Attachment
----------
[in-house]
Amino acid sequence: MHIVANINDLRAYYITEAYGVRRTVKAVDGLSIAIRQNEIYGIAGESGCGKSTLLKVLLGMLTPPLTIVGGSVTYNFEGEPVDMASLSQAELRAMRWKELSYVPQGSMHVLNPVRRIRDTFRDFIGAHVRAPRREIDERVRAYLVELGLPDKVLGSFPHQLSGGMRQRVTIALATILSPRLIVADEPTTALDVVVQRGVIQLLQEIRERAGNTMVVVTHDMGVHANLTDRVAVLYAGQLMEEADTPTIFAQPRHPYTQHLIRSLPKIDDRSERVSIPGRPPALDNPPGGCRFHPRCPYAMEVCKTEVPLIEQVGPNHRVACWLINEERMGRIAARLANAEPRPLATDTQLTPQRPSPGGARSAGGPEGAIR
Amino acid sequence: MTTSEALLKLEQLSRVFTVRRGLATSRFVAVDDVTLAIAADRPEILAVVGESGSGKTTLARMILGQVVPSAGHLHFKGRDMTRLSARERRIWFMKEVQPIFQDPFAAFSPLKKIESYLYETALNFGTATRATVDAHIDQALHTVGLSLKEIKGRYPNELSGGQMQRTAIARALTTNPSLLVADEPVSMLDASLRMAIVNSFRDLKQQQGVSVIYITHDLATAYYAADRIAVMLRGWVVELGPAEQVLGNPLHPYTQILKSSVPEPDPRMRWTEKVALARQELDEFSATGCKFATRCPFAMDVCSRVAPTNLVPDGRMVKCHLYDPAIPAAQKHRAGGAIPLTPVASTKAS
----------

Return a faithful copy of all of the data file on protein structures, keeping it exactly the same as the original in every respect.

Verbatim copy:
[in-house]
Amino acid sequence: MHIVANINDLRAYYITEAYGVRRTVKAVDGLSIAIRQNEIYGIAGESGCGKSTLLKVLLGMLTPPLTIVGGSVTYNFEGEPVDMASLSQAELRAMRWKELSYVPQGSMHVLNPVRRIRDTFRDFIGAHVRAPRREIDERVRAYLVELGLPDKVLGSFPHQLSGGMRQRVTIALATILSPRLIVADEPTTALDVVVQRGVIQLLQEIRERAGNTMVVVTHDMGVHANLTDRVAVLYAGQLMEEADTPTIFAQPRHPYTQHLIRSLPKIDDRSERVSIPGRPPALDNPPGGCRFHPRCPYAMEVCKTEVPLIEQVGPNHRVACWLINEERMGRIAARLANAEPRPLATDTQLTPQRPSPGGARSAGGPEGAIR
Amino acid sequence: MTTSEALLKLEQLSRVFTVRRGLATSRFVAVDDVTLAIAADRPEILAVVGESGSGKTTLARMILGQVVPSAGHLHFKGRDMTRLSARERRIWFMKEVQPIFQDPFAAFSPLKKIESYLYETALNFGTATRATVDAHIDQALHTVGLSLKEIKGRYPNELSGGQMQRTAIARALTTNPSLLVADEPVSMLDASLRMAIVNSFRDLKQQQGVSVIYITHDLATAYYAADRIAVMLRGWVVELGPAEQVLGNPLHPYTQILKSSVPEPDPRMRWTEKVALARQELDEFSATGCKFATRCPFAMDVCSRVAPTNLVPDGRMVKCHLYDPAIPAAQKHRAGGAIPLTPVASTKAS